RTL simulation, on the other hand, focuses on the SoC’s hardware. This platform accurately verifies RTL hardware, and the turn-around time for hardware description changes can be fast. Advanced RTL simulators follow an executable verification plan, tracking coverage and verification flow. The simulations, however, run in the kilohertz range, a speed that limits their value for software execution. In addition, their speeds slow as the size of the design increases.
Designers rely on FPGA-based prototyping primarily to perform post-RTL software development and regressions, capitalizing on the technology’s fast execution speeds (in the tens of megahertz range). The downside is that the platform offers limited hardware debugging. Designers can typically observe only a limited number of signals, and depending on the debug tools available, the signals are represented at the netlist level, which makes it difficult to match them to the RTL signals in the design.
While these platforms begin to address the design challenges faced by SoC development teams, no single platform provides the means to perform all of the hardware-software integration and system-level performance verification required to ensure optimal performance. The missing element is a platform that can scale for larger SoC designs and enable hardware-software co-verification and debugging within the constraints of shorter development cycles.
Emulation has proven its value as an essential tool in SoC development, executing high-definition models 10,000 times faster than traditional hardware description language simulators and running multi-billion-cycle tests in hours instead of days or weeks. The latest generation of high-performance emulators pushes performance even further, capitalizing on multi-megahertz performance. But as SoCs continue to push the limits of size, complexity, and software usage, the requirements for development teams grow. Designers need accelerated architecture validation so that critical decisions can be made sooner. Software teams, under pressure to develop more and more code, call for high-speed models earlier in the design cycle to facilitate application development. And verification teams press for faster execution platforms simply to keep up with the growing complexity of systems.
“So how can development teams start hardware-software integration and verification earlier in the development process,” asks Tom Borgstrom, director of marketing of the Verification Group at Synopsys. “Increasingly we see a lot of interest in the use of what we call hybrid emulation. This is where you combine a virtual prototype and an emulator to get even higher performance and earlier availability of a pre-silicon platform that has enough performance to do the hardware-software co-development and co-bring-up.”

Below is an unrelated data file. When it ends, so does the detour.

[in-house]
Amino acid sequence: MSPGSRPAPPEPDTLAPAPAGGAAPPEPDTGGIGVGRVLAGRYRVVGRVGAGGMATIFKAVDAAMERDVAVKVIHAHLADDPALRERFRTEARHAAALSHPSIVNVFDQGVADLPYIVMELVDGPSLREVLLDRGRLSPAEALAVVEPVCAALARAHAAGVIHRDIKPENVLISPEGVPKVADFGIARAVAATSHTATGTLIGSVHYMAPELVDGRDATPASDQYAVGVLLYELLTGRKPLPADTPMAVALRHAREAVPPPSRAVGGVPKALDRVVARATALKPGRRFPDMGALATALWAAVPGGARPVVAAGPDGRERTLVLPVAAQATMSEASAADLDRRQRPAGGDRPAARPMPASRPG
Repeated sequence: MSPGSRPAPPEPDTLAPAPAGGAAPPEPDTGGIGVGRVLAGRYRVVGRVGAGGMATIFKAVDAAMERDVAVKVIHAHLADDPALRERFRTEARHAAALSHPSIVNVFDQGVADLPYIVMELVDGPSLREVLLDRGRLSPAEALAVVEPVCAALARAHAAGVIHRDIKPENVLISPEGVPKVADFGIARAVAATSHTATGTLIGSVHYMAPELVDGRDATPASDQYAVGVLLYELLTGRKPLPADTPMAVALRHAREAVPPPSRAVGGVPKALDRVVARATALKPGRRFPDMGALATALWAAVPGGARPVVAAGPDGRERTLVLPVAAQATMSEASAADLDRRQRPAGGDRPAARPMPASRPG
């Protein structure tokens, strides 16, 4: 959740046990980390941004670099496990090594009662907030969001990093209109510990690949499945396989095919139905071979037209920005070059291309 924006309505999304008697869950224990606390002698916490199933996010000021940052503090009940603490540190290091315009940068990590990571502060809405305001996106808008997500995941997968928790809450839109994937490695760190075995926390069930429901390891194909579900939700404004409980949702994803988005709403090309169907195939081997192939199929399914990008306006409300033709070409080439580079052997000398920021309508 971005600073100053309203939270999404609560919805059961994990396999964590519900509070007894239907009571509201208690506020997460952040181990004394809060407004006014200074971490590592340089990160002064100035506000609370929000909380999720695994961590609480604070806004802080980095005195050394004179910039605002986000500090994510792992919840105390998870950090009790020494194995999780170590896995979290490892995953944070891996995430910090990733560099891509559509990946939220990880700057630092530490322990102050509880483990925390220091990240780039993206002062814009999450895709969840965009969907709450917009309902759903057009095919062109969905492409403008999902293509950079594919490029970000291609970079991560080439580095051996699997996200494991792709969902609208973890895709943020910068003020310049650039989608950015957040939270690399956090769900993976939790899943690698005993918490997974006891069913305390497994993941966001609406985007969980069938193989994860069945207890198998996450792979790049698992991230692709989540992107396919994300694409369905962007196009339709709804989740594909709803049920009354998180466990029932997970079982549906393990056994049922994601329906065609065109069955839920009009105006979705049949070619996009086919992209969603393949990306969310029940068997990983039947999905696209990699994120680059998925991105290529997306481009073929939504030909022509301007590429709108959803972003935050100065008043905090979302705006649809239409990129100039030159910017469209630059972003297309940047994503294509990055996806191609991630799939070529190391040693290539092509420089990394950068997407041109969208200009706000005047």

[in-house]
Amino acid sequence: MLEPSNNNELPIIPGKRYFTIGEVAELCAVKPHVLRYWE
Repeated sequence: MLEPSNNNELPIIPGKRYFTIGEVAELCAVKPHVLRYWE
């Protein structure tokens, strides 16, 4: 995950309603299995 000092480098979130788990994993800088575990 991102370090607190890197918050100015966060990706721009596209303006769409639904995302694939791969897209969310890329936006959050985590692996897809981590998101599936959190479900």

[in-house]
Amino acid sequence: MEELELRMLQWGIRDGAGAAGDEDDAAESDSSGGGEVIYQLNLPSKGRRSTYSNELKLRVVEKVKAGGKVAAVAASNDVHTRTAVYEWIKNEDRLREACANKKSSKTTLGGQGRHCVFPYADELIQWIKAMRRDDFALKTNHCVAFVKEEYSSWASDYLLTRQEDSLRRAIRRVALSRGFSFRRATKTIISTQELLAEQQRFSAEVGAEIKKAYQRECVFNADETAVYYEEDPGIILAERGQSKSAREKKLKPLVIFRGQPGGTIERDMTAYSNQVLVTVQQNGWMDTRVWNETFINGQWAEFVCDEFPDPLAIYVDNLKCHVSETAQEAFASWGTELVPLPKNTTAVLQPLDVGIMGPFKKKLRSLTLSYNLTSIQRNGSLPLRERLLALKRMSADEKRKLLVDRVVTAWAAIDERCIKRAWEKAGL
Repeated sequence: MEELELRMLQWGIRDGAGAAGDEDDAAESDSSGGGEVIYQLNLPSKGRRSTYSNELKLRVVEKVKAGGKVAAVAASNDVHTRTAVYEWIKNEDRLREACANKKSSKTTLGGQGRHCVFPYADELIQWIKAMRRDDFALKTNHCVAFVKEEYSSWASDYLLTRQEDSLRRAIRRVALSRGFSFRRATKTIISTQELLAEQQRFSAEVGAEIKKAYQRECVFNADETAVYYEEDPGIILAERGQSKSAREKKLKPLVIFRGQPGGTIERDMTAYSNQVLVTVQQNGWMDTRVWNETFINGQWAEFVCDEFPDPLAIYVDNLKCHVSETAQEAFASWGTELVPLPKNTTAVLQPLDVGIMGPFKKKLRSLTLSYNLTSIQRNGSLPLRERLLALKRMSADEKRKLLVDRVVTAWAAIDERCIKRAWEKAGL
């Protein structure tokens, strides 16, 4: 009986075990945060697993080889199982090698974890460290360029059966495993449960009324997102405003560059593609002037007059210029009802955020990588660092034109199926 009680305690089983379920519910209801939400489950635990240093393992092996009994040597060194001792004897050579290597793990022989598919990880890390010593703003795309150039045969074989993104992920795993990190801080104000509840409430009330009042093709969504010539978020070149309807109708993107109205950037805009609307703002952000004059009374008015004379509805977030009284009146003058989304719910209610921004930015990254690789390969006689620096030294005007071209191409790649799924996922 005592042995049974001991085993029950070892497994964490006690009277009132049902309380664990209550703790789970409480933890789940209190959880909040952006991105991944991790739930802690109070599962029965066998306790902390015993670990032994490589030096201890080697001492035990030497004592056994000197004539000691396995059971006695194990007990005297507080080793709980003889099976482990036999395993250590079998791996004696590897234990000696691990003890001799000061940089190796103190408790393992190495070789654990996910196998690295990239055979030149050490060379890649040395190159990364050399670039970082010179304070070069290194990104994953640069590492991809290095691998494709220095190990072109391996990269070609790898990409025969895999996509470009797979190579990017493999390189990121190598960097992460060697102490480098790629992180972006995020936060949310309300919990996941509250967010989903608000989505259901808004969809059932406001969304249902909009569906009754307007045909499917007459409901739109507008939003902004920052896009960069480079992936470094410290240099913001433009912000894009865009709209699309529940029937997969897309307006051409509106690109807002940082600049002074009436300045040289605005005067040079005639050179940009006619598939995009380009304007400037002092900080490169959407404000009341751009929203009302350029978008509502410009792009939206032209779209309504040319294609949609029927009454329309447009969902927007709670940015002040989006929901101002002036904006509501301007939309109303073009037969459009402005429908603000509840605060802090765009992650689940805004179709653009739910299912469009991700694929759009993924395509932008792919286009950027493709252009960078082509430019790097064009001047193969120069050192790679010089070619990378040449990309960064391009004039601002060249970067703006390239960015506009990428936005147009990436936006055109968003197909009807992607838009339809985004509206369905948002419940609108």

Hybrid emulation focuses on three key use cases. First, the platform enables early architecture validation by running RTL blocks or subsystems in the emulator as a high-performance, cycle-accurate model to optimize the architecture. This approach has the accuracy of an RTL simulation, but it can execute the number of cycles required to validate and optimize the architecture much faster.
Next, hybrid emulators provide software developers with high-speed models earlier in the design cycle. The hybrid’s virtual prototypes enable the software team to use SystemC/C++ processor models and SystemC TLM-2.0 models to begin developing and testing system software before silicon is available, leveraging the platform’s superior speed.
The third use case is software-driven verification. Here, designers model the processors in the virtual prototype environment using SystemC models, simultaneously modeling the other major pieces of the design in the emulator. Design teams connect the subsystems and processors to the emulated RTL blocks through transactors for bus-level communications. They also debug the software using traditional software development tools or tools from the virtual prototype environment.
“So with hybrid emulation, you can take the processor model out of the emulator and have that run as part of the virtual prototype in an instruction set simulator,” says Borgstrom. “You get a performance boost by running the software-driven test from the fast model, and run the rest of the verification in the emulator. This has the added benefit of augmenting the capacity of the emulator because you take some of the design out of the emulator.”
Industry watchers foresee a future where it becomes easier and faster to move among the different phases and aspects of verification, going from simulation and virtual prototyping to emulation and FPGA prototyping. When design teams find an issue with one model of the design, at one of these different abstraction levels, they will be able to go to the next lower level of abstraction to perform more detailed debugging and verification.
The one constant is that all the systems will continue to evolve, with all helping to extend the margin of verification. “The verification challenge is huge, and it continues to grow," says Borgstrom. “I think most designers would say that verification is never really complete. There is always more that you can verify.”